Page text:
Differential diagnoses include: eczematous breast conditions, seborrheic keratosis, pigmented Bowen’s disease, pigmented mammary Paget’s disease, and superficial spreading melanoma. In contact dermatitis and eczema, hyperpigmentation appears in the chronic phase.1 In seborrheic keratosis, hyperkeratosis and horn cysts are present. In pigmented mammary Paget’s disease, the lesion occurs on the surrounding skin as well as on the NAC. In BCC-NAC there is usually erythema, scaling, ulceration, subareolar nodules, plaques, papules, eczematous lesions, and/or crusty ulcers on the NAC.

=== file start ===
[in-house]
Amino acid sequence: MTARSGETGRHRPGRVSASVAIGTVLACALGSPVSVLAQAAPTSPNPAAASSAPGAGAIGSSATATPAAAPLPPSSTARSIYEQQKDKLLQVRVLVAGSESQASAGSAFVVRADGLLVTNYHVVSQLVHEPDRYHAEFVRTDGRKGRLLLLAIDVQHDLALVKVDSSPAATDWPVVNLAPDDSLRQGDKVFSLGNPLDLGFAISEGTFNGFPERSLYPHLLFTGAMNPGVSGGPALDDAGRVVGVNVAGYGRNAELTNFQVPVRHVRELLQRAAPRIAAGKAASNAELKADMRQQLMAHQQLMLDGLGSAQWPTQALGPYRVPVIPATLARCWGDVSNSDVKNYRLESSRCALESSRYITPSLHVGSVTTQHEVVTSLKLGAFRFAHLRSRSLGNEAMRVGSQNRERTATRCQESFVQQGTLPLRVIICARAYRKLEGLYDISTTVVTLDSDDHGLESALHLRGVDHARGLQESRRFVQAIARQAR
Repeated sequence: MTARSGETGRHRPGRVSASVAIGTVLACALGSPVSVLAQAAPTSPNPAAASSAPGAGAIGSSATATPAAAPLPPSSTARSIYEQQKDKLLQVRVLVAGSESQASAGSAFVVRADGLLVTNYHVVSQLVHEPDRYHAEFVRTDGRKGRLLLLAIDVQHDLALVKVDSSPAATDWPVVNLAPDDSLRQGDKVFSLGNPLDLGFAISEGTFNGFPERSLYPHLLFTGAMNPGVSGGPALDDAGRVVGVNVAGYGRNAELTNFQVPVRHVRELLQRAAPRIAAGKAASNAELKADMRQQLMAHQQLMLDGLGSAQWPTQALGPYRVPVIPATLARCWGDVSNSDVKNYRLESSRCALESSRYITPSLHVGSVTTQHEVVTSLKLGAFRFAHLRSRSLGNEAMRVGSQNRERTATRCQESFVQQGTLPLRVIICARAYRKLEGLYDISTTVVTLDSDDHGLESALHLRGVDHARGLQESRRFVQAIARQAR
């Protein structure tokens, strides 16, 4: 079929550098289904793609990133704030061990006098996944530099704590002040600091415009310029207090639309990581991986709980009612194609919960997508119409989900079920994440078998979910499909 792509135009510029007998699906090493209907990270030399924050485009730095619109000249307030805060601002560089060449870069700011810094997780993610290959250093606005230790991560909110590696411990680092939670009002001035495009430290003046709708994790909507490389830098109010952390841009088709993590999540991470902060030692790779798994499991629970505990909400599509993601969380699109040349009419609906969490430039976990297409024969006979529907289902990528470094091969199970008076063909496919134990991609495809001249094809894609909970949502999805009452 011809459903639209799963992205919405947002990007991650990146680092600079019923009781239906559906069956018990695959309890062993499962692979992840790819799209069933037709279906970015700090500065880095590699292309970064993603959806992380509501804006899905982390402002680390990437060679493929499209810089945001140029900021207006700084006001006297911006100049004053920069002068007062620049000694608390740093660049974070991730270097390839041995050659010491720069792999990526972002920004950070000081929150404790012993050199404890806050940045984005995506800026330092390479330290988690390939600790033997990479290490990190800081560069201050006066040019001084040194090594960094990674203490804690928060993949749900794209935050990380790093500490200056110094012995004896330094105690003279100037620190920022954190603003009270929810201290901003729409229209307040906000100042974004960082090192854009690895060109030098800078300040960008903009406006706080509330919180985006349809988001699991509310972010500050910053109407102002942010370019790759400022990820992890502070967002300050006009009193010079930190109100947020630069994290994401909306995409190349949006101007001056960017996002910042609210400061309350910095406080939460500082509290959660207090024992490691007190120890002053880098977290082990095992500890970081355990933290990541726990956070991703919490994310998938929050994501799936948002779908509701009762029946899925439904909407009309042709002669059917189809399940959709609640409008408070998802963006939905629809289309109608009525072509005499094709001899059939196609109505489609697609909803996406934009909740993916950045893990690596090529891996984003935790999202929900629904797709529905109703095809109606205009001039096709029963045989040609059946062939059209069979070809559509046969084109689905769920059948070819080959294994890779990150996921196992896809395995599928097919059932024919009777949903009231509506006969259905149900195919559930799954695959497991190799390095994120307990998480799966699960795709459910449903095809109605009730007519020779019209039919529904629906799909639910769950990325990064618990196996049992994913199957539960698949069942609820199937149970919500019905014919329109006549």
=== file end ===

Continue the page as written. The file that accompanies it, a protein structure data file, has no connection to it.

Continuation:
Generally, these diseases have similar pigmented manifestations, but in eczematous conditions, such as contact dermatitis and eczema, hyperpigmentation appears in the chronic phase.1 The hypertrophic scaly dark red patches with lichenification and pigmentation are the typical manifestations, and history for allergic reaction is helpful for diagnosis. Pigmented seborrheic keratosis usually shows seborrheic and verrucous lesions with a well demarcated border.2 Pigmented Bowen's disease presents with a well defined black plaque with crusting or scaling surface, and the colour varying from brown to black.3 In pigmented mammary Paget’s disease, the lesion occurs on the NAC and surrounding skin. It is always associated with underlying intraductal mammary carcinoma and presents as a black plaque with variable colour and irregular borders.4 Superficial spreading melanoma frequently exhibits as a slightly raised macule or plaque in the non-exposed areas characterised by asymmetry, border irregularity, and colour variegation.5 Superficial pigmented BCC-NAC usually presents as irregular pigmented macula with erythema and scale on the NAC.678